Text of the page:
PubDate: Fri, 1 Feb 2019 09:55:22 GMT
       
  • Issue 286 - Forty years and counting
    • Abstract: Mayhew, Louise R
      The timeline that you will find in the following inside centrefold pages charts a history of Australia's women-only collective and collaborative art projects, locating contemporary practices within a fertile landscape of women's galleries, curatorial initiatives, publications, discussion networks and group art practices.

      PubDate: Fri, 1 Feb 2019 09:55:22 GMT
       
  • Issue 286 - Ladies' legacies: Women gifting art by women
    • Abstract: Bryan-Brown, Lisa
      The importance of deliberate and considered collecting strategies is implicit in the process of building insightful and revelatory art collections. However, it is when these strategies are underpinned by a collector's passion for a particular area, and the drive to explore it, that truly significant collections are realised.

      PubDate: Fri, 1 Feb 2019 09:55:22 GMT
       
  • Issue 286 - Notes on the formation of a feminist curatorial practice for
           today
    • Abstract: Burns, Aileen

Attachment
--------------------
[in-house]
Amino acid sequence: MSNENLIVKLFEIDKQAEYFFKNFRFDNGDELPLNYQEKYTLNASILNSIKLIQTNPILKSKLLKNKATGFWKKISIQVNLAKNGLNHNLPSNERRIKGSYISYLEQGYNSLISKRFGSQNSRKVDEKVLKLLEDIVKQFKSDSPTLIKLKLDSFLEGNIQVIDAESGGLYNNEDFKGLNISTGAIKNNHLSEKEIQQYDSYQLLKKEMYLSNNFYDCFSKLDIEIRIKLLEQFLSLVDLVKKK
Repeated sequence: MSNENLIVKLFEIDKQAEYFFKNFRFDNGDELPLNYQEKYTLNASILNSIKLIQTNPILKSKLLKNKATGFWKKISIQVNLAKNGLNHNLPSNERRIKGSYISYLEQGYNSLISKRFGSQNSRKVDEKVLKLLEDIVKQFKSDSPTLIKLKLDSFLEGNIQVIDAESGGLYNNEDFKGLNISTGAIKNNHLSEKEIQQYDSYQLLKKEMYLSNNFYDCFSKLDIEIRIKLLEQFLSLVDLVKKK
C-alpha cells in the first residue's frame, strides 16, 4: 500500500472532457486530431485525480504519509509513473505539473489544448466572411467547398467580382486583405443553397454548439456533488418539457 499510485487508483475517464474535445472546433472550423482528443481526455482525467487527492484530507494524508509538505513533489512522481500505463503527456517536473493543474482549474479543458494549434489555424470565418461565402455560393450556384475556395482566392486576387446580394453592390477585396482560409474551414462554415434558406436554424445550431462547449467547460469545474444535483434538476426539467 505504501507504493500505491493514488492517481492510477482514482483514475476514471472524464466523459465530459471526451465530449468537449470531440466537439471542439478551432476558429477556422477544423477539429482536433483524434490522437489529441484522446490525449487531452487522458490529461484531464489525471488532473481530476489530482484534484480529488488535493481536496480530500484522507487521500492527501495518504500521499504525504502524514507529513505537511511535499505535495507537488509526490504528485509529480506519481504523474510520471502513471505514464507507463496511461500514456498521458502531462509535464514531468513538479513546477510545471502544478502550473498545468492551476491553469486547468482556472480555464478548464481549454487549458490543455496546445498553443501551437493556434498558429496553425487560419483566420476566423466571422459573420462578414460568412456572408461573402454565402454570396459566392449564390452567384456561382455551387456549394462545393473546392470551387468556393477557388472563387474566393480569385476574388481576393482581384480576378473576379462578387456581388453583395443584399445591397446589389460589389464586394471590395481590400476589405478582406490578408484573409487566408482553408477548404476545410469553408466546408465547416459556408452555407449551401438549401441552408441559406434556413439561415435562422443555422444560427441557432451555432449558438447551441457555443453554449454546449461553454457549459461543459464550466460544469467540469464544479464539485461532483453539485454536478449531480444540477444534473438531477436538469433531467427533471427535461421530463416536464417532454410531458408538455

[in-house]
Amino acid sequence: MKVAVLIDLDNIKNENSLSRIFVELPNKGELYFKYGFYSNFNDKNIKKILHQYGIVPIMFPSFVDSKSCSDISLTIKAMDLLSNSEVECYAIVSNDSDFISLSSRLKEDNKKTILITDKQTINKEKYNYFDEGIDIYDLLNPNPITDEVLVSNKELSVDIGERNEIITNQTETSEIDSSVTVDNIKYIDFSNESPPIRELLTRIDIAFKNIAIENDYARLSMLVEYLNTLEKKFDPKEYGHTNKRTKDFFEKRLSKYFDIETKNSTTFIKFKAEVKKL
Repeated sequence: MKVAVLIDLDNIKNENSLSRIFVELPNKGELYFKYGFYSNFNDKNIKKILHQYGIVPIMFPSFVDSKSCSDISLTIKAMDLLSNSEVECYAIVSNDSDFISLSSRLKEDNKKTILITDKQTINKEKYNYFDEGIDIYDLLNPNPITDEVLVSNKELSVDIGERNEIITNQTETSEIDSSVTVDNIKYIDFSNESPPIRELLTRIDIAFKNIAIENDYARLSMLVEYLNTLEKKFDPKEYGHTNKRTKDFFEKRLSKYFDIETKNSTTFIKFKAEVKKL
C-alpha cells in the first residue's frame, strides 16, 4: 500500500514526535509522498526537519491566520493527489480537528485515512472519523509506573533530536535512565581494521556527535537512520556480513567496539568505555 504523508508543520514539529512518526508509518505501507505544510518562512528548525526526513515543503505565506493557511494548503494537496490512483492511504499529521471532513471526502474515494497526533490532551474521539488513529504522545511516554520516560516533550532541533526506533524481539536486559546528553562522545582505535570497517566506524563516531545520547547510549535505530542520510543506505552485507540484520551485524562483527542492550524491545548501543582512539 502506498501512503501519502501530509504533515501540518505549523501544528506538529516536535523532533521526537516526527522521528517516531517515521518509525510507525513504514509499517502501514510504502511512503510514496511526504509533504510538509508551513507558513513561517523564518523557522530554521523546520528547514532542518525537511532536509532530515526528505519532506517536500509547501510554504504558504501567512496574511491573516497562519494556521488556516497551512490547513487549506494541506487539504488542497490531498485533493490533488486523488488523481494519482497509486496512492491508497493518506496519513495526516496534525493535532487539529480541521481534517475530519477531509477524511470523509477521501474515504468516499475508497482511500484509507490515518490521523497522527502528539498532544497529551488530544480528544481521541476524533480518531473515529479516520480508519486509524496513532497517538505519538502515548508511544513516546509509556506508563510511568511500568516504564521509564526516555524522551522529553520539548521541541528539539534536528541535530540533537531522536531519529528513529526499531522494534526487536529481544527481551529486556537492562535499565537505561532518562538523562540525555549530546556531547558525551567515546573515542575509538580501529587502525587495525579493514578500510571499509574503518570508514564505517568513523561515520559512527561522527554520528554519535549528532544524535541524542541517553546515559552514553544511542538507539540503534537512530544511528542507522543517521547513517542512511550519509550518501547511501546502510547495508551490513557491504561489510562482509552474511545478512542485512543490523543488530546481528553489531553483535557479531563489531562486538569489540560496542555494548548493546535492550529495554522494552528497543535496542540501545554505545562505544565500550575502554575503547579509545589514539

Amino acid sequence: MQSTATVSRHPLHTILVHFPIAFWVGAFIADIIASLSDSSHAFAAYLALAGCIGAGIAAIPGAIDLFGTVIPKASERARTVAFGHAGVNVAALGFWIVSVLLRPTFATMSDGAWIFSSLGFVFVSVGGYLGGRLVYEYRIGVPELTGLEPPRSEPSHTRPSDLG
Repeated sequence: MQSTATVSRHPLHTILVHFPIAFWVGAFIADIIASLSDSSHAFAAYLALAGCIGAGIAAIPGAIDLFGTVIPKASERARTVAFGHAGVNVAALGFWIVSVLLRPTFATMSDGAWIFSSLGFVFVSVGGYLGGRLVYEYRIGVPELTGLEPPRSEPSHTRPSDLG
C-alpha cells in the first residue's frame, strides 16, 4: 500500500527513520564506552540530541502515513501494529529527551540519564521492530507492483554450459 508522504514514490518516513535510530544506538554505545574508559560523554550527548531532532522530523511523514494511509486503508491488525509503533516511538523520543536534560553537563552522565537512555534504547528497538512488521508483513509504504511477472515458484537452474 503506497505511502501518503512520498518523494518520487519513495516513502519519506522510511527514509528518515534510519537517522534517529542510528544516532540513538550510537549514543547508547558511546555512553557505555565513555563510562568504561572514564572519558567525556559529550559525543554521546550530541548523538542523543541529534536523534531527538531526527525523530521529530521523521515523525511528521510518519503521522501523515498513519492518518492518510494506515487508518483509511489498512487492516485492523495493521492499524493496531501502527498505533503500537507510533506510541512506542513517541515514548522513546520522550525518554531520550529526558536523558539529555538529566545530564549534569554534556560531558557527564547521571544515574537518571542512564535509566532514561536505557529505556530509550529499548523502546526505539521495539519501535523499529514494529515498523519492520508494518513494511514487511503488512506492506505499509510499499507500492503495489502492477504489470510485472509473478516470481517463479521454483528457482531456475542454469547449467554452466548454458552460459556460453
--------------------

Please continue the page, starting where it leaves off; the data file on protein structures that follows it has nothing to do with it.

Recent news broadcasts in Queensland have violently thrown into relief the ongoing need for feminist action. On 11 September it was reported by ABC News that a 24-year-old woman, Tara Brown, was run off the road on the Gold Coast and beaten to death by her partner. She had sought protection and support from the police just days before her death and was given none. On 10 September a 49-year-old woman and mother of four was shot by a 57-year-old man at McDonald's on the Gold Coast. These two shocking events, which took place only days apart, are sadly just two high-profile markers of the ongoing structures of inequality that underpin the social context in which we are operating.

      PubDate: Fri, 1 Feb 2019 09:55:22 GMT
       
  • Issue 286 - Dispatches
    • Abstract: Coslovich, Gabriella
      PubDate: Fri, 1 Feb 2019 09:55:22 GMT
       
  • Issue 286 - Welcome to issue 286
    • Abstract: Best, Susan; Mayhew, Louise
      PubDate: Fri, 1 Feb 2019 09:55:22 GMT
       
  • Issue 286 - Queer spritz
    • Abstract: Britton, Kate
      The conversation took place three days later at the residential studio of Frances Barrett in Sydney, and included Frances, Kelly Doley, Elliott Bryce Foulkes, Astrid Lorange, Anna McMahon, Spence Messih, Claudia Nicholson, Emily O'Connor, Okapi Neon and Salote Tawale.

      PubDate: Fri, 1 Feb 2019 09:55:22 GMT